- Social media should never be the priority. Your love of creation should be the priority while you let the rest come naturally.
- Social media is often a game of luck, so don’t get hung up on it if what you feel is your most amazing creation doesn’t get the air time you think it deserves.
- Give yourself a longer timeline than expected for custom orders, especially initially - so if you take longer than expected you have wiggle room, but if you are quick with it you get to surprise the client.
- Don’t be afraid to niche yourself down, but also don’t be afraid to explore outside of your niche.
- Feel free to look at others prices to get a reference, but your pricing should consider your supply costs, business costs, and living costs first and foremost. You can price your items as affordably as you’d like, but remember that if you can’t keep supporting yourself with your income then you won’t be able to continue in the long run.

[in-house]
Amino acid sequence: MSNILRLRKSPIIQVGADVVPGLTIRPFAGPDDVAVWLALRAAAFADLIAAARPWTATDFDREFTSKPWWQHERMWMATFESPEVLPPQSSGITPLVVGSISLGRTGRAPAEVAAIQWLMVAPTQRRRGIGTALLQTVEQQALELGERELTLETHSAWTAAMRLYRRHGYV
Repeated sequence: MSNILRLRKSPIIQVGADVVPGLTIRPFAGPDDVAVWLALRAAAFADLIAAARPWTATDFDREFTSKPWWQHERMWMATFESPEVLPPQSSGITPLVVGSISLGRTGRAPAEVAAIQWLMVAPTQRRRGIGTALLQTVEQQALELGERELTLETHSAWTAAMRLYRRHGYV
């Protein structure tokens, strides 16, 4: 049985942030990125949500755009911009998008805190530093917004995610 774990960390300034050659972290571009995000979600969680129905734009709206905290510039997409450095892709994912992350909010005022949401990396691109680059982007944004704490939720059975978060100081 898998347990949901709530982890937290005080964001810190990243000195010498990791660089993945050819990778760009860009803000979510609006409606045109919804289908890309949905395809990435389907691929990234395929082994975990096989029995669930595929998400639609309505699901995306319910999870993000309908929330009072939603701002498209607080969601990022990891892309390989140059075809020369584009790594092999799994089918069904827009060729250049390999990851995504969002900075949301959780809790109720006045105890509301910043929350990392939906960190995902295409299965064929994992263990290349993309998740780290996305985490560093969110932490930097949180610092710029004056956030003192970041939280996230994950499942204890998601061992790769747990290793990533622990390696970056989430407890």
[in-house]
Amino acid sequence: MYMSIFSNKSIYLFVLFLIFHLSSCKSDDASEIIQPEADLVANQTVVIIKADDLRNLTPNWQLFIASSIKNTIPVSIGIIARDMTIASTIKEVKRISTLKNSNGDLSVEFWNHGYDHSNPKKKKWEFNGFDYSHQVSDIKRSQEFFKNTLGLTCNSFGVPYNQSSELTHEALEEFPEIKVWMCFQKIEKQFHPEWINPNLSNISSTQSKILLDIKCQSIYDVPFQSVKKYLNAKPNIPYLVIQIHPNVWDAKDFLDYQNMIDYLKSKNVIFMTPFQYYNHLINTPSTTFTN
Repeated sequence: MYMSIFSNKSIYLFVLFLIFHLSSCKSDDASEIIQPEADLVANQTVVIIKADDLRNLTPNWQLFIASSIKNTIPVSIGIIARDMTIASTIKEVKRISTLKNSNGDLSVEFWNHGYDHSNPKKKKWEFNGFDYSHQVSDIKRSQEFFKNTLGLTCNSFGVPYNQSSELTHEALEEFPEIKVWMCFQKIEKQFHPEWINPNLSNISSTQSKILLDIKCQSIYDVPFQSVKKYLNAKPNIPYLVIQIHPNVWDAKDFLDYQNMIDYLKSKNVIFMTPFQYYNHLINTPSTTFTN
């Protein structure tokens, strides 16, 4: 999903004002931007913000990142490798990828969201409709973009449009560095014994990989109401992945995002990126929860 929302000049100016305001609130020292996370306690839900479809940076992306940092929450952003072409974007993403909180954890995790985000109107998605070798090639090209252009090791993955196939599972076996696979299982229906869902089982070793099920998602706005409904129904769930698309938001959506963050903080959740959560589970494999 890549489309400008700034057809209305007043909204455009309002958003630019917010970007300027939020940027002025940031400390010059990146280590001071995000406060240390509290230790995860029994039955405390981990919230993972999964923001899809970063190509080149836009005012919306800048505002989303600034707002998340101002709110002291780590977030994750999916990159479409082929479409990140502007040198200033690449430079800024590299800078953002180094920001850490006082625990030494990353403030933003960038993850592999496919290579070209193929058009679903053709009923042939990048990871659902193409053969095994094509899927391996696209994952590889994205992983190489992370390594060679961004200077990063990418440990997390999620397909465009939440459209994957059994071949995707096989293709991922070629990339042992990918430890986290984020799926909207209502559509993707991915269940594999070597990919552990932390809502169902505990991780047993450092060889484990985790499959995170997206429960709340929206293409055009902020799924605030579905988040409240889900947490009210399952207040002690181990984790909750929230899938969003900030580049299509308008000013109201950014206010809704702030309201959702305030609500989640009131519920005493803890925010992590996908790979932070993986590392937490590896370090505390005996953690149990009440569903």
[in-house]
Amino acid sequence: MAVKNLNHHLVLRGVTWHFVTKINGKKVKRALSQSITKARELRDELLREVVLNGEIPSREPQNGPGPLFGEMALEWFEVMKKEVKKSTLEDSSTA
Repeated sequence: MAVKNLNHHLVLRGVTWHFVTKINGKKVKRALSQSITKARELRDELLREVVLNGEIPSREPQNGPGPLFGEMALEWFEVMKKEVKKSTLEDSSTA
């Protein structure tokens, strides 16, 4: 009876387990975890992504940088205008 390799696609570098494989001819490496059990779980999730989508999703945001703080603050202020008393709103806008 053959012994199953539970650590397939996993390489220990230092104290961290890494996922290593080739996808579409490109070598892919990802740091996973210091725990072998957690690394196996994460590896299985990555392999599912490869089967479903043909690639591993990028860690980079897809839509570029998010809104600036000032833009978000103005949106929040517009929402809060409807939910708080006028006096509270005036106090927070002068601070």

- If it’s selling out every time, you can raise the price. You are not greedy or selfish for seeing immense value in your time and energy and pricing accordingly, especially if there is consumer demand for it.
- If it doesn’t sell out after a while, there’s no shame to be had in either remaking the piece to improve it or just lowering the price.
- Push yourself as you go to either experiment with new techniques or improve the techniques that you employ.
- Mistakes are inevitable. Welcome them and learn from them.